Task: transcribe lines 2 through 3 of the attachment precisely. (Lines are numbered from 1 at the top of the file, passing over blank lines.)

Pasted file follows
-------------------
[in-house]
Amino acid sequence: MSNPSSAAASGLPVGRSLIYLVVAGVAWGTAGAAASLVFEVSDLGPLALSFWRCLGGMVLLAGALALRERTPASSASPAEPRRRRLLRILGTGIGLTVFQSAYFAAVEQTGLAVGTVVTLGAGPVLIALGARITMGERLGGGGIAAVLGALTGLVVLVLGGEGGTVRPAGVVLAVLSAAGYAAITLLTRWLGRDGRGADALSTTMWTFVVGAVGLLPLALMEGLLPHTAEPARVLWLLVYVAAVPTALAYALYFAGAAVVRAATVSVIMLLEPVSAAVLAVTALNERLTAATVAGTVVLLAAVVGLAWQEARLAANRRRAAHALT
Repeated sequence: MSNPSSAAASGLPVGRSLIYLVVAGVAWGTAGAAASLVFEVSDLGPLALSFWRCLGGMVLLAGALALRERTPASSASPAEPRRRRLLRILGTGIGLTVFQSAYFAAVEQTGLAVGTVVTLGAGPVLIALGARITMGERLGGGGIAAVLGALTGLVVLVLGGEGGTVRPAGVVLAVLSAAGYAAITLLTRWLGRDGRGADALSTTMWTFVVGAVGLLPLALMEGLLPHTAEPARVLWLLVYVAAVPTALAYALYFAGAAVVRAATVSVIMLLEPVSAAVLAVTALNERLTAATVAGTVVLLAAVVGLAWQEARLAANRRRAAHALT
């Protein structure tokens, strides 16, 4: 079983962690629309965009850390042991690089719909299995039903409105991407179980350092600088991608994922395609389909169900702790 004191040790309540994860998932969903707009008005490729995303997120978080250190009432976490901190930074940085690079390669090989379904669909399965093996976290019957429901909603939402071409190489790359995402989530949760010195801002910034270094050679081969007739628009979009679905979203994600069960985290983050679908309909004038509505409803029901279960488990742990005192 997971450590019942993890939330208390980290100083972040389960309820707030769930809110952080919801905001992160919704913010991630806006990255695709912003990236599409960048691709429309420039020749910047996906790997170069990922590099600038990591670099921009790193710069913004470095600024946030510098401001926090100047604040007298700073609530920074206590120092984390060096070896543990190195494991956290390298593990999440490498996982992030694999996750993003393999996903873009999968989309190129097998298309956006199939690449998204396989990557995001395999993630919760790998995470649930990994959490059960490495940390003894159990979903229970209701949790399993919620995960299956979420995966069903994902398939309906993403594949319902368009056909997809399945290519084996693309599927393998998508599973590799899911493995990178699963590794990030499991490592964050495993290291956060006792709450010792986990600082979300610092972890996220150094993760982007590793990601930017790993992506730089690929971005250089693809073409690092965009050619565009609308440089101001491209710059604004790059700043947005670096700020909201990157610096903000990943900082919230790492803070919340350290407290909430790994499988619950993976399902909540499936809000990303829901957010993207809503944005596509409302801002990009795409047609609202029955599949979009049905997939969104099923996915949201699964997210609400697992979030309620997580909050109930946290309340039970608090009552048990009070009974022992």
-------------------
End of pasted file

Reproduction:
Amino acid sequence: MSNPSSAAASGLPVGRSLIYLVVAGVAWGTAGAAASLVFEVSDLGPLALSFWRCLGGMVLLAGALALRERTPASSASPAEPRRRRLLRILGTGIGLTVFQSAYFAAVEQTGLAVGTVVTLGAGPVLIALGARITMGERLGGGGIAAVLGALTGLVVLVLGGEGGTVRPAGVVLAVLSAAGYAAITLLTRWLGRDGRGADALSTTMWTFVVGAVGLLPLALMEGLLPHTAEPARVLWLLVYVAAVPTALAYALYFAGAAVVRAATVSVIMLLEPVSAAVLAVTALNERLTAATVAGTVVLLAAVVGLAWQEARLAANRRRAAHALT
Repeated sequence: MSNPSSAAASGLPVGRSLIYLVVAGVAWGTAGAAASLVFEVSDLGPLALSFWRCLGGMVLLAGALALRERTPASSASPAEPRRRRLLRILGTGIGLTVFQSAYFAAVEQTGLAVGTVVTLGAGPVLIALGARITMGERLGGGGIAAVLGALTGLVVLVLGGEGGTVRPAGVVLAVLSAAGYAAITLLTRWLGRDGRGADALSTTMWTFVVGAVGLLPLALMEGLLPHTAEPARVLWLLVYVAAVPTALAYALYFAGAAVVRAATVSVIMLLEPVSAAVLAVTALNERLTAATVAGTVVLLAAVVGLAWQEARLAANRRRAAHALT